Time to raise money in the U.S.?
Israel stopped raising money in the United States in the first eight months of the year following indications that if executed, it would have been required to pay a rate of interest that represents a downgraded credit rating for the country.
WASHINGTON - Israel stopped raising money in the United States in the first eight months of the year following indications that if executed, it would have been required to pay a rate of interest that represents a downgraded credit rating for the country.
Israel was able to avoid raising money overseas this year due to the structure of its external debt, which is not rising and is primarily long term. Money raised via the Israel Bonds also played an important role in helping finance the country's external debt since the beginning of the year.
Next week, a senior Finance Ministry team headed by treasury director-general Ohad Marani will hold a series of meetings in New York with the heads of Lehman Brothers and Salmon Smith Barney regarding the possibility of issuing $200-400 million in bonds to service Israel's external debt.
Accountant General Nir Gilad will be faced with two contradictory considerations. On the one hand, the key lending rate of the United States Federal Reserve is very low at 1.75 percent, and therefore, the base rate for interest rates is low. As a result, the U.S. government is currently raising long term funds at 4.7 percent, which is the base for all calculations.
At the begining of 2002, Israel could have raised bonds at 6.4 percent - 170 points over the U.S. base level of 4.7 percent, which is considered a reasonable price. However, due to the security and economic events in Israel, the cost of rasing money has gone up, and Israel is now being asked for 250 points above the base level, namely 7.2 percent.
While that is not a high interest rate on an absolute level, Israel does not want pay a premium of 250 points, since according to standard practice, for a country like Israel - with an A minus credit rating - the premium goes to up to 200 points above the base rate. If Israel has to pay 250 points above the base rate, then de facto the country has a rating of BBB minus, not a good message to be sending out to the capital markets. Therefore, Israel has refrained from taking credit at such a high premium.
Nir Gilad and his team will be looking to see whether things have changed for the better and that the premium Israel will be asked to pay has dropped to more reasonable levels of up to 200 points. If not, it will continue to avoid raising money in the U.S.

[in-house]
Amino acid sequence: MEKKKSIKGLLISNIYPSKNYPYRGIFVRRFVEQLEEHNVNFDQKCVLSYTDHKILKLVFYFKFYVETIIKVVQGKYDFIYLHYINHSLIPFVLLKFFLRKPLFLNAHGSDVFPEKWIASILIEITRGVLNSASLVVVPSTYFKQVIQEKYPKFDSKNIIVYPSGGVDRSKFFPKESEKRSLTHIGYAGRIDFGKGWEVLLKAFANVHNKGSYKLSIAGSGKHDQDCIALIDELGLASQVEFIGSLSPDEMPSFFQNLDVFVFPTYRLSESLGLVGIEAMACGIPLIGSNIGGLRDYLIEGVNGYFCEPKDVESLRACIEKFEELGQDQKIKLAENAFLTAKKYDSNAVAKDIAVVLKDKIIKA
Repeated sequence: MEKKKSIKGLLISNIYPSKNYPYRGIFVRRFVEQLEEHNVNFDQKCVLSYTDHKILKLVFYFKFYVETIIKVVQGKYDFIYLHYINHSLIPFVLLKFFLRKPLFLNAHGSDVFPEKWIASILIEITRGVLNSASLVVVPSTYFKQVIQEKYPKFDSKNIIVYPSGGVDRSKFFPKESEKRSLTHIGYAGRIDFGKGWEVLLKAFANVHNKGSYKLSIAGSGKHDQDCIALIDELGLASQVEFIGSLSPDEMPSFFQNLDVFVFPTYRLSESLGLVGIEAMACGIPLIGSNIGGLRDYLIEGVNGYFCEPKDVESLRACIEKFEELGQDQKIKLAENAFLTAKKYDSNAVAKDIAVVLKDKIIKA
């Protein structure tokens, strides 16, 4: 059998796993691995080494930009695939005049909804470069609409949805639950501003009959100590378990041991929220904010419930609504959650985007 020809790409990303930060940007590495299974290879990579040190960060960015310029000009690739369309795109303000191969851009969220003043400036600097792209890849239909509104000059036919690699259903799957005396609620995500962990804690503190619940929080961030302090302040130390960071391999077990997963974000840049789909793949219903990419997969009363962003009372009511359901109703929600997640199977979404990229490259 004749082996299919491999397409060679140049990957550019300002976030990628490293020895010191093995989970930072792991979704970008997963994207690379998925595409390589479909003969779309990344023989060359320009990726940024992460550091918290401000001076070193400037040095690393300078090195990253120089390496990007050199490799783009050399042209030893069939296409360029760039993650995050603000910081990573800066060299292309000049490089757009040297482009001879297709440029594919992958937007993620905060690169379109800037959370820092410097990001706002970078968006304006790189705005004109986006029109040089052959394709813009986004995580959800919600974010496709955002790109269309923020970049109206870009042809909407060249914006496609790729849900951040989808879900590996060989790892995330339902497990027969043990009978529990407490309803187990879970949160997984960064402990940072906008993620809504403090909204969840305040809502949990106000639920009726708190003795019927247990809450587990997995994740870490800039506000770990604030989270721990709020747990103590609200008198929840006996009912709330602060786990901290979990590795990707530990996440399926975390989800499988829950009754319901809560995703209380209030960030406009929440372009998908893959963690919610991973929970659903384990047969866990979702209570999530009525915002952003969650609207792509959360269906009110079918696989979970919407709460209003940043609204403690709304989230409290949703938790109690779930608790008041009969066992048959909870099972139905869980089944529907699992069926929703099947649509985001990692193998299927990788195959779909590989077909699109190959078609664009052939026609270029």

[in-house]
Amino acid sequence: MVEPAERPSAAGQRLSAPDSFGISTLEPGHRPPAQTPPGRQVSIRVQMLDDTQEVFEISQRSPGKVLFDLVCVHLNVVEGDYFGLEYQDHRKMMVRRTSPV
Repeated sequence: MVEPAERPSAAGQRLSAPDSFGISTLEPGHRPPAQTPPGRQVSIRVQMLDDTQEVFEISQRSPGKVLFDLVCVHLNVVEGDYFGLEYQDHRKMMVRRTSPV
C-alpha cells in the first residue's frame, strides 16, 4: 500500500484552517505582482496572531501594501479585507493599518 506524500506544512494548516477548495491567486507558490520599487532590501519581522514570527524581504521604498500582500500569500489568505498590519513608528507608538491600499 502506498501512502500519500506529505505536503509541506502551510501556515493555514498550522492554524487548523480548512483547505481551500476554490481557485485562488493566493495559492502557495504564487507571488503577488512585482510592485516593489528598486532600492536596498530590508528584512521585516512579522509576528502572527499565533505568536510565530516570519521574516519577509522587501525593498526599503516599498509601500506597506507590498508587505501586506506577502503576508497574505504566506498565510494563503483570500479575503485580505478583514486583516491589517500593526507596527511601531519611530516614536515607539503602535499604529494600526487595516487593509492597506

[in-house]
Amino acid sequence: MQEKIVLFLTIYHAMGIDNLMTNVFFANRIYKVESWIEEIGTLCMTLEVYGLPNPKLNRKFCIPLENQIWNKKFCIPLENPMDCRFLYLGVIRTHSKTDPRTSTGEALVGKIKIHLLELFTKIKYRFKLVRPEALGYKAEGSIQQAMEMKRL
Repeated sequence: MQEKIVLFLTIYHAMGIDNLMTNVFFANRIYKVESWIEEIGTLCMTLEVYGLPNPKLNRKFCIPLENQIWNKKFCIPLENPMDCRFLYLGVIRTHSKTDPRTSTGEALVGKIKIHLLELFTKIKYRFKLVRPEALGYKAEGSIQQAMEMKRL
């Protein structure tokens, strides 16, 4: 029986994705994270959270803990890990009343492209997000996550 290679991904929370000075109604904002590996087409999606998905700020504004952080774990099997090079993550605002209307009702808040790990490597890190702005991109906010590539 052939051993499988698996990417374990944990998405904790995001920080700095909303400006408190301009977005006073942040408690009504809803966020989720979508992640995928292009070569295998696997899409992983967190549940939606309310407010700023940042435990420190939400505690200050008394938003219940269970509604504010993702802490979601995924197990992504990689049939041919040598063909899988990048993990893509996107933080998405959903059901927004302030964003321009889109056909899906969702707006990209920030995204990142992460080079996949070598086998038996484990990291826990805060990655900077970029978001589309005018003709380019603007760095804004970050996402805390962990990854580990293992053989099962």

Israel is out of the IMF loop
When asked about Israel's place at the International Monetary Fund's annual convention, which starts today, all I can do is smile and say it has no place at all: Israel is not participating in any of the IMF discussions.
At one time, former Bank of Israel governor Jacob Frenkel would take part in a panel or two so Israel's name would be mentioned. But today we don't even have that.
At least there is one positive aspect to the whole thing: Israel does not need the IMF or the World Bank's money. That does not mean Israel is completely independent. But when Israel did need assistance - as was the case in 1985 with the stabilization program and later during the mass wave of immigration from the former Soviet Union - the United States came to Israel's aid: one time with special grants and one time with loan guarantees, which are like money in the bank.
Today, for example, there will be a special seminar of the Middle East and North Africa. Israel is not mentioned, was not invited and will not be participating.
The numerous speakers from throughout the region will talk about creating a safer atmosphere for investment and trade, but no Israeli representative will be there to contribute to the discussion. There were other times, after the Oslo Accords, when Israel was a welcome guest at the convention. Finance ministers from around the world, including from Arab nations, would wait in line to meet their Israeli counterpart. We were persona grata and everybody would talk with the Israeli delegation and the Israeli media about plans for the new Middle East and not about PA Chairman Yasser Arafat and the Muqata.
This time around, Israel is not so welcome, and its delegation will be smaller than in recent years. Finance Minister Silvan Shalom will arrive in Washington Saturday night and will give a short speech the next day along with all of the other sovereign representatives. Bank of Israel Governor David Klein, along with two senior central bank officials, has been in Washington since Wednesday.
The conference itself is not particularly important for Shalom. His main target is to prevent Israel's credit rating from being downgraded. As a result, he, together with Accountant General Nir Gilad and treasury Director-General Ohad Marani, will meet in Washington and New York with representatives of the credit ratings agencies to persuade them not to downgrade Israel's rating.
However, the fact is that de facto Israel's credit rating has been downgraded since the market is already asking Israel for a 2.5 percent premium above the price paid by the United States government to raise money.
So why is it so important to prevent a formal downgrading of Israel's rating. Because as soon as that happens, Israel will have to pay even more to raise money, and it will then be very difficult to turn the wheel back.
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